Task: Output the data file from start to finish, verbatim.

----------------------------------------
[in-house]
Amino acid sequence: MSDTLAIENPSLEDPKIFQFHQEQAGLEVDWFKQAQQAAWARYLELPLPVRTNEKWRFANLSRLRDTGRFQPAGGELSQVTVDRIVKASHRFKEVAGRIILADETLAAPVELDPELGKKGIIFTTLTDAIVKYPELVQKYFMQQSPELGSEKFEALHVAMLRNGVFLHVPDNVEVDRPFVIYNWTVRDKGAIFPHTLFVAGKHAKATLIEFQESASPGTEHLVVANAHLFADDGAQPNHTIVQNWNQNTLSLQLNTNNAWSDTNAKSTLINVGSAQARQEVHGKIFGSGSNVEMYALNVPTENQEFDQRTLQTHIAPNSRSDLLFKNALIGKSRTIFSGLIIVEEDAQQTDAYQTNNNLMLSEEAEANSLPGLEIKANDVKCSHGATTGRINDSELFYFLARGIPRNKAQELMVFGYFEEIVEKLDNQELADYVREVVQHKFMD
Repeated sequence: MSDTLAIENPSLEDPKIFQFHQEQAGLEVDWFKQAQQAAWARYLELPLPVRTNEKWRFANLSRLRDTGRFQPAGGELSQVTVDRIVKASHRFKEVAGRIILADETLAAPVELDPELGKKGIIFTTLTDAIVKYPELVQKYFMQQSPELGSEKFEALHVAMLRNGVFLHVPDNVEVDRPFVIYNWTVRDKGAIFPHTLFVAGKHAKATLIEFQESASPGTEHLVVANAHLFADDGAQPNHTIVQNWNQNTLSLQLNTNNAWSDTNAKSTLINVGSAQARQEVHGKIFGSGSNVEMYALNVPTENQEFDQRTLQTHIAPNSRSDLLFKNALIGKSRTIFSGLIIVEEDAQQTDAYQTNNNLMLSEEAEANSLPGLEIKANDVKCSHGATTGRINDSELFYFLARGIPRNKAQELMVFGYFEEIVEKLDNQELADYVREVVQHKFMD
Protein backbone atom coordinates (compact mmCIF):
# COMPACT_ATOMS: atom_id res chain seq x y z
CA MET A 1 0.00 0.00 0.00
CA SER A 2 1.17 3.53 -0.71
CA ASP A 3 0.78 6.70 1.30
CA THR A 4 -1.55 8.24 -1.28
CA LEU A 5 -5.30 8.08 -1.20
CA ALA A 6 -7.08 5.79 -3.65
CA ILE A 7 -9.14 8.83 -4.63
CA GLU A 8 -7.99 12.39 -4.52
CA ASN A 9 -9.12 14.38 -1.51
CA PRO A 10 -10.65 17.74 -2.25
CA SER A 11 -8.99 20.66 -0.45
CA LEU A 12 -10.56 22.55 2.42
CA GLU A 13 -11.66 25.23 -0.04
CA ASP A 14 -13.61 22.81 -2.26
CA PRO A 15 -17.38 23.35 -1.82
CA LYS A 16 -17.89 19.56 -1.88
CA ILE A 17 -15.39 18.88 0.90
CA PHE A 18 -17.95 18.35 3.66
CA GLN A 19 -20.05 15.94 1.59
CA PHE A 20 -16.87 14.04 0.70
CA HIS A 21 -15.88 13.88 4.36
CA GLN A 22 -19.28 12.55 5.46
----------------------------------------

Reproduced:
[in-house]
Amino acid sequence: MSDTLAIENPSLEDPKIFQFHQEQAGLEVDWFKQAQQAAWARYLELPLPVRTNEKWRFANLSRLRDTGRFQPAGGELSQVTVDRIVKASHRFKEVAGRIILADETLAAPVELDPELGKKGIIFTTLTDAIVKYPELVQKYFMQQSPELGSEKFEALHVAMLRNGVFLHVPDNVEVDRPFVIYNWTVRDKGAIFPHTLFVAGKHAKATLIEFQESASPGTEHLVVANAHLFADDGAQPNHTIVQNWNQNTLSLQLNTNNAWSDTNAKSTLINVGSAQARQEVHGKIFGSGSNVEMYALNVPTENQEFDQRTLQTHIAPNSRSDLLFKNALIGKSRTIFSGLIIVEEDAQQTDAYQTNNNLMLSEEAEANSLPGLEIKANDVKCSHGATTGRINDSELFYFLARGIPRNKAQELMVFGYFEEIVEKLDNQELADYVREVVQHKFMD
Repeated sequence: MSDTLAIENPSLEDPKIFQFHQEQAGLEVDWFKQAQQAAWARYLELPLPVRTNEKWRFANLSRLRDTGRFQPAGGELSQVTVDRIVKASHRFKEVAGRIILADETLAAPVELDPELGKKGIIFTTLTDAIVKYPELVQKYFMQQSPELGSEKFEALHVAMLRNGVFLHVPDNVEVDRPFVIYNWTVRDKGAIFPHTLFVAGKHAKATLIEFQESASPGTEHLVVANAHLFADDGAQPNHTIVQNWNQNTLSLQLNTNNAWSDTNAKSTLINVGSAQARQEVHGKIFGSGSNVEMYALNVPTENQEFDQRTLQTHIAPNSRSDLLFKNALIGKSRTIFSGLIIVEEDAQQTDAYQTNNNLMLSEEAEANSLPGLEIKANDVKCSHGATTGRINDSELFYFLARGIPRNKAQELMVFGYFEEIVEKLDNQELADYVREVVQHKFMD
Protein backbone atom coordinates (compact mmCIF):
# COMPACT_ATOMS: atom_id res chain seq x y z
CA MET A 1 0.00 0.00 0.00
CA SER A 2 1.17 3.53 -0.71
CA ASP A 3 0.78 6.70 1.30
CA THR A 4 -1.55 8.24 -1.28
CA LEU A 5 -5.30 8.08 -1.20
CA ALA A 6 -7.08 5.79 -3.65
CA ILE A 7 -9.14 8.83 -4.63
CA GLU A 8 -7.99 12.39 -4.52
CA ASN A 9 -9.12 14.38 -1.51
CA PRO A 10 -10.65 17.74 -2.25
CA SER A 11 -8.99 20.66 -0.45
CA LEU A 12 -10.56 22.55 2.42
CA GLU A 13 -11.66 25.23 -0.04
CA ASP A 14 -13.61 22.81 -2.26
CA PRO A 15 -17.38 23.35 -1.82
CA LYS A 16 -17.89 19.56 -1.88
CA ILE A 17 -15.39 18.88 0.90
CA PHE A 18 -17.95 18.35 3.66
CA GLN A 19 -20.05 15.94 1.59
CA PHE A 20 -16.87 14.04 0.70
CA HIS A 21 -15.88 13.88 4.36
CA GLN A 22 -19.28 12.55 5.46